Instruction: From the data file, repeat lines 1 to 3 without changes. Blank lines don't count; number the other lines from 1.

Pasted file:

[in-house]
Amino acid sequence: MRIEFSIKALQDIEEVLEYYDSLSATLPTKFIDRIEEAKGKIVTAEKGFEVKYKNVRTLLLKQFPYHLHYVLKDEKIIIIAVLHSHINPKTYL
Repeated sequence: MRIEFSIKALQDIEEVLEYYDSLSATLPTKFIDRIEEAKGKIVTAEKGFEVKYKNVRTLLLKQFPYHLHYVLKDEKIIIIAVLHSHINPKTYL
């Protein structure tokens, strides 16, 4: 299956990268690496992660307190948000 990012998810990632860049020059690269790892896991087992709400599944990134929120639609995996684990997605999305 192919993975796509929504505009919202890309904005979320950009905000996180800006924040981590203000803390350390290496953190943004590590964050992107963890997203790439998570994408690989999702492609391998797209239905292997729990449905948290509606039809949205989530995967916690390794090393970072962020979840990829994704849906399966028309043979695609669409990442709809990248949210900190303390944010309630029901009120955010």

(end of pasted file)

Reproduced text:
[in-house]
Amino acid sequence: MRIEFSIKALQDIEEVLEYYDSLSATLPTKFIDRIEEAKGKIVTAEKGFEVKYKNVRTLLLKQFPYHLHYVLKDEKIIIIAVLHSHINPKTYL
Repeated sequence: MRIEFSIKALQDIEEVLEYYDSLSATLPTKFIDRIEEAKGKIVTAEKGFEVKYKNVRTLLLKQFPYHLHYVLKDEKIIIIAVLHSHINPKTYL